• Is empty/key not found (first request on this window) we call incrementAndExpireKey
public Mono<ServerResponse> filter(ServerRequest request, HandlerFunction<ServerResponse> next) {
int currentMinute = LocalTime.now().getMinute();
String key = String.format("rl_%s:%s", requestAddress(request.remoteAddress()), currentMinute);
return redisTemplate //
.opsForValue().get(key) //
.flatMap( //
value -> value >= MAX_REQUESTS_PER_MINUTE ? //
ServerResponse.status(TOO_MANY_REQUESTS).build() : //
incrAndExpireKey(key, request, next) //
).switchIfEmpty(incrAndExpireKey(key, request, next));
}

Testing with curl#

A simple way to test an API rate limiter is using curl in a loop, since we are testing a set number of requests per unit of time the curl loop below will suffice:

for n in {1..22}; do echo $(curl -s -w " :: HTTP %{http_code}, %{size_download} bytes, %{time_total} s" -X GET http://localhost:8080/api/ping); sleep 0.5; done

We loop 22 times, the example code is set to 20 so 22 will allow us to see two 429 responses. The curl flags used are as follows; first is -s that silences curl (makes it hide progress bar and errors), -w is the write out options in which we can pass a string with interpolated variables. Then we sleep 1/2 second between cycles.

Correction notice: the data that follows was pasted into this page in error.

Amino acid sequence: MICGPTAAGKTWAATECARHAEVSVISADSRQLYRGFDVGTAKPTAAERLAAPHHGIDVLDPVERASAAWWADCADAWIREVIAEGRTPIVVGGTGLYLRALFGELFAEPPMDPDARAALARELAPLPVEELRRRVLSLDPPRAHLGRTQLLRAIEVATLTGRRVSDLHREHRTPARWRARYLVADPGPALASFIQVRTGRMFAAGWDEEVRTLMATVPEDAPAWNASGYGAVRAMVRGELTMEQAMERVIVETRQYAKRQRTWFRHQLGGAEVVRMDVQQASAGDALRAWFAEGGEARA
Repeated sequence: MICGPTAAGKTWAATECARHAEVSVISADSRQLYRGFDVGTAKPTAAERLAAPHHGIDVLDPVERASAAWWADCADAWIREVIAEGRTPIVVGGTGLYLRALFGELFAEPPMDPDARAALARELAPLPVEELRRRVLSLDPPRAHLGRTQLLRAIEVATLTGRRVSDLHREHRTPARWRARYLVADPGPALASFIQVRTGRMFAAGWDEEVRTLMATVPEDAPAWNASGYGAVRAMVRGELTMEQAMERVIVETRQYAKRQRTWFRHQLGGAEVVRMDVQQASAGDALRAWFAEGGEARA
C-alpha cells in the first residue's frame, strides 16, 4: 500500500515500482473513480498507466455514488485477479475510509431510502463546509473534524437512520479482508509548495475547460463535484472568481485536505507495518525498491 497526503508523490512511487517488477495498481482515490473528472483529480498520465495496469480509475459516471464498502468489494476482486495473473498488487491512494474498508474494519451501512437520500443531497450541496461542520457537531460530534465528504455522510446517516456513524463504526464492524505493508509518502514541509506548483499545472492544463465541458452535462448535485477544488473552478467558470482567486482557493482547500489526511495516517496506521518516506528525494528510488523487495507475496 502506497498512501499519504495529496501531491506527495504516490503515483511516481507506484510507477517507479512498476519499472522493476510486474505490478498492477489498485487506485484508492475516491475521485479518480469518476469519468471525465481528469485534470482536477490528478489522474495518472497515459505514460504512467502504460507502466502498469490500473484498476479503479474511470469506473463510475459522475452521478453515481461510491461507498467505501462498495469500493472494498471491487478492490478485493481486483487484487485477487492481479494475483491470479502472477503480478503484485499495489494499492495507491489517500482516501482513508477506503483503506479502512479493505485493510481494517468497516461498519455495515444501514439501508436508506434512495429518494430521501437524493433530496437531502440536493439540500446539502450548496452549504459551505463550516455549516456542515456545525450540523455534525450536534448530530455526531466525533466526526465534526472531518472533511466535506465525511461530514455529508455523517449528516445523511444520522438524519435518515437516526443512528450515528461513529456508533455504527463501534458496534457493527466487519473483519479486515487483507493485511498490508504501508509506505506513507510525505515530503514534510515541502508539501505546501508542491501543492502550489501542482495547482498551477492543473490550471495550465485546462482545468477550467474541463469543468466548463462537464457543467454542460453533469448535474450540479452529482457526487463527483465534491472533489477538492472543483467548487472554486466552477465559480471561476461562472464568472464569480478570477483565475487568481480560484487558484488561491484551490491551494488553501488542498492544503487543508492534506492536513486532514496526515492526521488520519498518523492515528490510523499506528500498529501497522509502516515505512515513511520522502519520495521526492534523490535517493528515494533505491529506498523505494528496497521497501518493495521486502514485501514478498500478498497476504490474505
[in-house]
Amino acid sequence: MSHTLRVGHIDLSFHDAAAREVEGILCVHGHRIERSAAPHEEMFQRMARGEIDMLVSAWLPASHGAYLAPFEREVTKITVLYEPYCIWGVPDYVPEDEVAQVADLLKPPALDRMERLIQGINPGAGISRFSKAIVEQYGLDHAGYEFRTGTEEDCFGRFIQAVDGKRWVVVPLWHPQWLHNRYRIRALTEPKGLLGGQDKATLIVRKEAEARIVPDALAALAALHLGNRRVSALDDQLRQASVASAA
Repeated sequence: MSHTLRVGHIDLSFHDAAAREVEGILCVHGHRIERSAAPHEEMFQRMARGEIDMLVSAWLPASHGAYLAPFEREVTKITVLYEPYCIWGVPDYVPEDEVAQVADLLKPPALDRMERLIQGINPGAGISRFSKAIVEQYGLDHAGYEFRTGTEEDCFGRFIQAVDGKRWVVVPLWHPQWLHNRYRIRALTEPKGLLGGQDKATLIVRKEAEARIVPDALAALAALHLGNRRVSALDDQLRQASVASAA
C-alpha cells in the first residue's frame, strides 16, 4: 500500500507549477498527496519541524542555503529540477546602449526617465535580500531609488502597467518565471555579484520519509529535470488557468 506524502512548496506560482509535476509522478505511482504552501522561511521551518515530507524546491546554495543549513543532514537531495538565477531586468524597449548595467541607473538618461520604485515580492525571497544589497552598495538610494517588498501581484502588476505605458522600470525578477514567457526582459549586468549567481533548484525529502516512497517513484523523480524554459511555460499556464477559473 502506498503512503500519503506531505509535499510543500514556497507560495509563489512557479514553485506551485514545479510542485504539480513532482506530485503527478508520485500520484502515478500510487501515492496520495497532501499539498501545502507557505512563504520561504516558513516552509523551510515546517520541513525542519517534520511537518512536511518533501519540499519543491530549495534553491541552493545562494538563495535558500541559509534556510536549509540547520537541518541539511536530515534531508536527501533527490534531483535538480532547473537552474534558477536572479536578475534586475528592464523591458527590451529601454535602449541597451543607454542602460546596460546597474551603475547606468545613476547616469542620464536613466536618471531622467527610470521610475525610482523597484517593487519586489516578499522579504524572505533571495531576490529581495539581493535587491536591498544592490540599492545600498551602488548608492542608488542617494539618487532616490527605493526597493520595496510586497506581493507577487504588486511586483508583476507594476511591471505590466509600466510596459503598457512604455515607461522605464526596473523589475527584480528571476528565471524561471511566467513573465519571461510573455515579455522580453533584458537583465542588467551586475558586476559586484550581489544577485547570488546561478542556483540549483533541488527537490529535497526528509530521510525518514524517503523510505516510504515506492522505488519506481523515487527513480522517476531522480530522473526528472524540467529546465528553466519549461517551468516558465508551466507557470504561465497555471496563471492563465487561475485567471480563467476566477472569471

โžœ for n in {1..22}; do echo $(curl -s -w " :: HTTP %{http_code}, %{size_download} bytes, %{time_total} s" -X GET http://localhost:8080/api/ping); sleep 0.5; done
PONG :: HTTP 200, 4 bytes, 0.393156 s
PONG :: HTTP 200, 4 bytes, 0.019530 s
PONG :: HTTP 200, 4 bytes, 0.023677 s
PONG :: HTTP 200, 4 bytes, 0.019922 s
PONG :: HTTP 200, 4 bytes, 0.025573 s
PONG :: HTTP 200, 4 bytes, 0.018916 s
PONG :: HTTP 200, 4 bytes, 0.019548 s
PONG :: HTTP 200, 4 bytes, 0.018335 s
PONG :: HTTP 200, 4 bytes, 0.010105 s
PONG :: HTTP 200, 4 bytes, 0.008416 s
PONG :: HTTP 200, 4 bytes, 0.009829 s
PONG :: HTTP 200, 4 bytes, 0.011766 s
PONG :: HTTP 200, 4 bytes, 0.010809 s
PONG :: HTTP 200, 4 bytes, 0.015483 s
PONG :: HTTP 200, 4 bytes, 0.009732 s
PONG :: HTTP 200, 4 bytes, 0.009970 s
PONG :: HTTP 200, 4 bytes, 0.008696 s
PONG :: HTTP 200, 4 bytes, 0.009176 s
PONG :: HTTP 200, 4 bytes, 0.009678 s
PONG :: HTTP 200, 4 bytes, 0.012497 s
:: HTTP 429, 0 bytes, 0.010071 s
:: HTTP 429, 0 bytes, 0.006625 s

If we run Redis in monitor mode, we should see the call to GET for a rejected request, and the same plus calls to INCR and EXPIRE for an allowed request:

1630366639.188290 [0 172.17.0.1:65016] "GET" "rl_localhost:37"
1630366639.200956 [0 172.17.0.1:65016] "INCR" "rl_localhost:37"
1630366639.202372 [0 172.17.0.1:65016] "EXPIRE" "rl_localhost:37" "59"
...
1630366649.891110 [0 172.17.0.1:65016] "GET" "rl_localhost:37"
1630366650.417131 [0 172.17.0.1:65016] "GET" "rl_localhost:37"

You can find this example on the main branch at https://github.com/redis-developer/fixed-window-rate-limiter